> >> On Sep 14, 2013, at 8:32 PM, "Salwa Khoddam" <skhoddam at cox.net> wrote:
> >>
> >>> But how can these nine-syllable lines be scanned as unmetrical?? If we
> include pauses when they are spoken, it seems to me they scan quite
> regularly. For instance, a pause after the question mark in this line
> (10.827).
> >>> Salwa
> >>> Salwa Khoddam PhD
> >>> Professor of English Emerita
> >>> Oklahoma City University
> >>> skhoddam at cox.net
> >>> ----- Original Message -----
> >>> From: Gregory Machacek
> >>> To: John Milton Discussion List
> >>> Sent: Saturday, September 14, 2013 5:32 PM
> >>> Subject: Re: [Milton-L] Query on scansion
> >>>
> >>> With me? How can they [then] acquitted stand (10.827)
> >>>
> >>>
> >>>
> >>> Greg Machacek
> >>> Professor of English
> >>> Marist College
> >>>
> >>>
> >>> -----milton-l-bounces at lists.richmond.edu wrote: -----
> >>> To: John Milton Discussion List <milton-l at lists.richmond.edu>
> >>> From: JCarl Bellinger
> >>> Sent by: milton-l-bounces at lists.richmond.edu
> >>> Date: 09/14/2013 04:12PM
> >>> Subject: Re: [Milton-L] Query on scansion
> >>>
> >>> I don't recall who made the observation but a line of just nine
> syllables, a truncated line, appears just where Eve suggests to Adam they
> might choose to remain childless in order to limit to their own persons the
> Woe otherwise destined now for all generations of their progeny.
> >>>
> >>> Perhaps someone could locate the line (I'm away from my desk at the
> moment)...
> >>> I think that not a few editions of PL have rejected the nine syllable
> line as unmetrical, which it most certainly is, and have replaced it with a
> line that will scan.
> >>> -Carl
> >>>
> >>> _______________________________________________
> >>> Milton-L mailing list
> >>> Milton-L at lists.richmond.edu
> >>> Manage your list membership and access list archives at
> http://lists.richmond.edu/mailman/listinfo/milton-l
> >>>
> >>> Milton-L web site: http://johnmilton.org/
> >>> _______________________________________________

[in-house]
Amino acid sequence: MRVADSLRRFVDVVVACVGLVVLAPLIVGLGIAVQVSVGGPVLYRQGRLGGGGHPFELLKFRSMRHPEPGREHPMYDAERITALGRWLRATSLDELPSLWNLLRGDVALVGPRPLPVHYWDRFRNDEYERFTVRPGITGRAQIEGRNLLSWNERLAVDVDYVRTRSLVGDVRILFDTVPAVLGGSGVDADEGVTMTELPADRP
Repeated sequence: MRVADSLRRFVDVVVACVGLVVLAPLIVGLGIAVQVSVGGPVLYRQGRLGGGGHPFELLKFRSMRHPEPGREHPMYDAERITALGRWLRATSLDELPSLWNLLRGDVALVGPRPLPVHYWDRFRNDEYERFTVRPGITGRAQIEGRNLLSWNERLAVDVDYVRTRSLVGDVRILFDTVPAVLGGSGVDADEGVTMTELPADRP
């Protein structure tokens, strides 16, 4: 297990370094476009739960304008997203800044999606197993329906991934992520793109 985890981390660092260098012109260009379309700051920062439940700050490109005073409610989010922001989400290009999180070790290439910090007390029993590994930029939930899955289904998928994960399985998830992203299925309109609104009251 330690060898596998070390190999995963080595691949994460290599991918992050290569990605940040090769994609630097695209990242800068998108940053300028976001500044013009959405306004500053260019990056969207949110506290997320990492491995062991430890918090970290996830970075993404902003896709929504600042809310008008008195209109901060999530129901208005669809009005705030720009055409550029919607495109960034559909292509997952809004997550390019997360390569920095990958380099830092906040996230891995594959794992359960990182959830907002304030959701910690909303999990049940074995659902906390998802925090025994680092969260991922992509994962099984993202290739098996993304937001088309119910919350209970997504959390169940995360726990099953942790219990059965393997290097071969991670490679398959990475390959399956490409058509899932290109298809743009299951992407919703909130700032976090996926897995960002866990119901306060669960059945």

> >>> Milton-L mailing list
> >>> Milton-L at lists.richmond.edu
> >>> Manage your list membership and access list archives at
> http://lists.richmond.edu/mailman/listinfo/milton-l
> >>>
> >>> Milton-L web site: http://johnmilton.org/
> >>> _______________________________________________
> >>> Milton-L mailing list
> >>> Milton-L at lists.richmond.edu
> >>> Manage your list membership and access list archives at
> http://lists.richmond.edu/mailman/listinfo/milton-l
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> >>> Milton-L web site: http://johnmilton.org/
> >>
> >
> > _______________________________________________
> > Milton-L mailing list
> > Milton-L at lists.richmond.edu
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> Message: 4
> Date: Sun, 15 Sep 2013 11:39:12 -0400
> From: "J. Michael Gillum" <mgillum at ret.unca.edu>
> To: John Milton Discussion List <milton-l at lists.richmond.edu>
> Subject: Re: [Milton-L] "then" not "[then]"
> Message-ID:
>         <CAAfO+0p+bnyg9QX3nBxtNX=
> YG3jWkZNaYGthezgMGs5EzsqBjg at mail.gmail.com>
> Content-Type: text/plain; charset="iso-8859-1"
>
> Syllable count is the most salient feature in early modern English metric
> theory. Sidney names the meters as "our line of ten syllables," "our line
> of eleven syllables" etc. Many writers did not have a clear conceptual
> grasp (as opposed to a functional grasp) of metrical accent, but anybody
> can count syllables, as Pope complains. It is overwhelmingly probable that
> the printer dropped a word when setting the "they then" line first edition
> and that Milton would have chosen to correct it in an epic (as opposed to
> dramatic) text. So I agree with John that we should not consider this to be
> an emendation.
>
> As to the supposed twelve-syllable lines-- "Ta dum ta dum ta dum ta dum
> society" would be a hexameter in a hexameter context, or a pentameter in a
> pentameter context. The last syllable would be (or count as) a weak sixth
> beat in the hexameter, or a doesn't-count extra offbeat (feminine ending)
> in the pentameter. "Society" would count as four syllables in the hexameter